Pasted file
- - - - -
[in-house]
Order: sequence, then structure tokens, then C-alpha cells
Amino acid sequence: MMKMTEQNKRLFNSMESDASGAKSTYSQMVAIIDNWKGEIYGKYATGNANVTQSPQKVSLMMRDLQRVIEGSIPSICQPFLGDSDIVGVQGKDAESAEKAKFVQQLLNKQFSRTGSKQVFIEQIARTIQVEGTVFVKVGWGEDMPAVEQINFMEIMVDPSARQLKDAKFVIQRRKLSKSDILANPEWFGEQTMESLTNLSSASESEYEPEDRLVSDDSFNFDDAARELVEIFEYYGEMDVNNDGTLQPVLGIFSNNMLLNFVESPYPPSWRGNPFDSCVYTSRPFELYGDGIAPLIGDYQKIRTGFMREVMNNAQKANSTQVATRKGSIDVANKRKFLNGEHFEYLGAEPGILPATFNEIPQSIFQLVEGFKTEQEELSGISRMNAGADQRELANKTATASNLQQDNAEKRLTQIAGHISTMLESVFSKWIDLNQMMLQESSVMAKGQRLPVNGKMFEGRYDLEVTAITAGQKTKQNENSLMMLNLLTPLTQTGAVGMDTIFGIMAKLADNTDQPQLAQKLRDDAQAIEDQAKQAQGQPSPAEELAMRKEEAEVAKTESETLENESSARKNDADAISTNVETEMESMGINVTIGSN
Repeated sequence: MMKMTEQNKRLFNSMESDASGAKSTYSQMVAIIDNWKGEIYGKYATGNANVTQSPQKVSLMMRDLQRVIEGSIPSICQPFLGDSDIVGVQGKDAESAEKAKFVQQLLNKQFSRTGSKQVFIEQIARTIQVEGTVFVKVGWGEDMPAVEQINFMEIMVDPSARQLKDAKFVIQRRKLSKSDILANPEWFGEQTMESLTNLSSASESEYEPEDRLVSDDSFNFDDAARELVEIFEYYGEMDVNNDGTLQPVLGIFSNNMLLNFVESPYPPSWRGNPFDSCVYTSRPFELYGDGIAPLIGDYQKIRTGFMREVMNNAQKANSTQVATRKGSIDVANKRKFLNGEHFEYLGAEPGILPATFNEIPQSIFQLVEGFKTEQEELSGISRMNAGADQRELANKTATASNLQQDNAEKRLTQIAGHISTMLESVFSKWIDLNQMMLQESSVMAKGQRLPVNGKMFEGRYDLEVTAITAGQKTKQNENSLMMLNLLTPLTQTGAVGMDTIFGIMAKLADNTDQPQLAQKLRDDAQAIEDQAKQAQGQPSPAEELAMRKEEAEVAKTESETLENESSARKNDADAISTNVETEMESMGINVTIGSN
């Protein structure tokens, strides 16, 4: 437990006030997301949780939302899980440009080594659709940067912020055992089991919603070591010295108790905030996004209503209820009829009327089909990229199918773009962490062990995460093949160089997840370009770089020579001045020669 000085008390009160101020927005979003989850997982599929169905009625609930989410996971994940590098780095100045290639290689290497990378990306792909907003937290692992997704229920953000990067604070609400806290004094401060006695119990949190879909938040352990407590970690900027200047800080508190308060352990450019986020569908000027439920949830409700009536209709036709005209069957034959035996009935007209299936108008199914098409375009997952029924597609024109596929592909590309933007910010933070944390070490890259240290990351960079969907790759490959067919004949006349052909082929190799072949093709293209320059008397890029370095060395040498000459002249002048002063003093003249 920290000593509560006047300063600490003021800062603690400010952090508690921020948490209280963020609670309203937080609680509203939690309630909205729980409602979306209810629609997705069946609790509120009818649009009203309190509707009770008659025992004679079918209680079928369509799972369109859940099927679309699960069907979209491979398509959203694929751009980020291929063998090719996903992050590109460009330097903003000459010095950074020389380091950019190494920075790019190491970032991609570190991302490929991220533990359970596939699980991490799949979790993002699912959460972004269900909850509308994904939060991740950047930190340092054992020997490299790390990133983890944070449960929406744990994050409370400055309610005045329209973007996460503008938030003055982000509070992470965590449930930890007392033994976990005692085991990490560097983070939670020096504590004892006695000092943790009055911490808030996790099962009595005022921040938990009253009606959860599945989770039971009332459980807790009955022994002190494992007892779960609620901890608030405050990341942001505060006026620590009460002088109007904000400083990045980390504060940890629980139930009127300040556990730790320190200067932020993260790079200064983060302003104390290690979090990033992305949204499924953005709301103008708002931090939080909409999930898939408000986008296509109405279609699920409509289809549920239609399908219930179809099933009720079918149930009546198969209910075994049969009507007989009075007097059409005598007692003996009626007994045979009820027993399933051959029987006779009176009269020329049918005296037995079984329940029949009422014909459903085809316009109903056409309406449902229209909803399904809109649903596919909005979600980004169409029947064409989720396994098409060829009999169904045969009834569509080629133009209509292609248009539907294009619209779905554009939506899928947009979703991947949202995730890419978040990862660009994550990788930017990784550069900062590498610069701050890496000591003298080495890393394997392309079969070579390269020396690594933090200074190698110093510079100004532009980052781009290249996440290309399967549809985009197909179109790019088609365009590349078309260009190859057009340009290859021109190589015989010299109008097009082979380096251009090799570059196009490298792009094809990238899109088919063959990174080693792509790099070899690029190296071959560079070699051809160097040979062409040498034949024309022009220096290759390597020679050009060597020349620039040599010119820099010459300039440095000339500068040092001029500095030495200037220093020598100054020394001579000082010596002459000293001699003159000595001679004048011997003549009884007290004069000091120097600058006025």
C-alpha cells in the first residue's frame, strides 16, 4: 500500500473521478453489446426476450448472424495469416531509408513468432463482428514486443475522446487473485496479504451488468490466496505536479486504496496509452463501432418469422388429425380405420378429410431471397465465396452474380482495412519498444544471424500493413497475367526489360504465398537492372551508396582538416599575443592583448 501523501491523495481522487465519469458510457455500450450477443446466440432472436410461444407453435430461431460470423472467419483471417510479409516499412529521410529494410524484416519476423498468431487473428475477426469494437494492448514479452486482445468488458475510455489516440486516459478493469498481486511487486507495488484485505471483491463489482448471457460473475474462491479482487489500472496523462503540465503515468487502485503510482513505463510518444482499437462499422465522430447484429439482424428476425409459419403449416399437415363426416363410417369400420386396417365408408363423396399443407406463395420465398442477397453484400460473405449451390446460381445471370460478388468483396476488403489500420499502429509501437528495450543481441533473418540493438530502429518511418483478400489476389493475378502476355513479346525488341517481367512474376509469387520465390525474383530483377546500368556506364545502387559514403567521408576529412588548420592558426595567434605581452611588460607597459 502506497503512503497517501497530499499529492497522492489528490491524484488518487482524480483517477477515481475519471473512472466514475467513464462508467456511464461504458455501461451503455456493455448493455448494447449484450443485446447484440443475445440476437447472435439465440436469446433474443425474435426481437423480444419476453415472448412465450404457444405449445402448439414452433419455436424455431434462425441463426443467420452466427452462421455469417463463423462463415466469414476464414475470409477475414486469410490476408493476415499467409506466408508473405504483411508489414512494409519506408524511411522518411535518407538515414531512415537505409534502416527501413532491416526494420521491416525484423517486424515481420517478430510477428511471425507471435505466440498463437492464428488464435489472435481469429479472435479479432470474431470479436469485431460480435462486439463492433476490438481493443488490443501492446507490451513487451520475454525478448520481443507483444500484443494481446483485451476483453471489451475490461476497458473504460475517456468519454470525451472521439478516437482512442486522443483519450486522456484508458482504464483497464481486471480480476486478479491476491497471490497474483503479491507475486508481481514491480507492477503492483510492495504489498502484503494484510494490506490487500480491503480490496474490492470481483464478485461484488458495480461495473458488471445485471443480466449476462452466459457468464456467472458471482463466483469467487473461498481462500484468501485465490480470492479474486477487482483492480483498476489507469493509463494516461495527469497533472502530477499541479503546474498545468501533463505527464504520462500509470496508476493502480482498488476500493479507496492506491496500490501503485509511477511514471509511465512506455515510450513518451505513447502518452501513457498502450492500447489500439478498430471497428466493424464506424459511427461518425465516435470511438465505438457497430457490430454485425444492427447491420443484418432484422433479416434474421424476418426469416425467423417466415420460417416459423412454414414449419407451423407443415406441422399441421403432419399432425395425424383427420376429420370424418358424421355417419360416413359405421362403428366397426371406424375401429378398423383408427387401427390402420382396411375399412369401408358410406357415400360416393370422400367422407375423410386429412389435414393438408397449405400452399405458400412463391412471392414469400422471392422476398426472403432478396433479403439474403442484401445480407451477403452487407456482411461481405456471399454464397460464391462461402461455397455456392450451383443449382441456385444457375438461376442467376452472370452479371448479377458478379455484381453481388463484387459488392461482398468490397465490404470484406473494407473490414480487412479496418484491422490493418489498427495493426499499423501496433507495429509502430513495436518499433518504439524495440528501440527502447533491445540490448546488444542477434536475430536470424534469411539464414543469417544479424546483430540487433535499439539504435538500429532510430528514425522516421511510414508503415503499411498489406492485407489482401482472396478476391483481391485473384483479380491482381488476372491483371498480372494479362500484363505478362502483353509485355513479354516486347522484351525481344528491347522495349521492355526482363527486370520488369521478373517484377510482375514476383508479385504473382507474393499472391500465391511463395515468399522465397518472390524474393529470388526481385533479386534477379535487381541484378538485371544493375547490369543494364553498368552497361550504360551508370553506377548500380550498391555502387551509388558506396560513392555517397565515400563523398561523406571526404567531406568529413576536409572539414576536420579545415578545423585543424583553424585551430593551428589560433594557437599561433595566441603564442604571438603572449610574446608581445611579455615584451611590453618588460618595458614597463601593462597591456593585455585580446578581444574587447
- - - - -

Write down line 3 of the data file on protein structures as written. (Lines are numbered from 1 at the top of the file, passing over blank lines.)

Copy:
Amino acid sequence: MMKMTEQNKRLFNSMESDASGAKSTYSQMVAIIDNWKGEIYGKYATGNANVTQSPQKVSLMMRDLQRVIEGSIPSICQPFLGDSDIVGVQGKDAESAEKAKFVQQLLNKQFSRTGSKQVFIEQIARTIQVEGTVFVKVGWGEDMPAVEQINFMEIMVDPSARQLKDAKFVIQRRKLSKSDILANPEWFGEQTMESLTNLSSASESEYEPEDRLVSDDSFNFDDAARELVEIFEYYGEMDVNNDGTLQPVLGIFSNNMLLNFVESPYPPSWRGNPFDSCVYTSRPFELYGDGIAPLIGDYQKIRTGFMREVMNNAQKANSTQVATRKGSIDVANKRKFLNGEHFEYLGAEPGILPATFNEIPQSIFQLVEGFKTEQEELSGISRMNAGADQRELANKTATASNLQQDNAEKRLTQIAGHISTMLESVFSKWIDLNQMMLQESSVMAKGQRLPVNGKMFEGRYDLEVTAITAGQKTKQNENSLMMLNLLTPLTQTGAVGMDTIFGIMAKLADNTDQPQLAQKLRDDAQAIEDQAKQAQGQPSPAEELAMRKEEAEVAKTESETLENESSARKNDADAISTNVETEMESMGINVTIGSN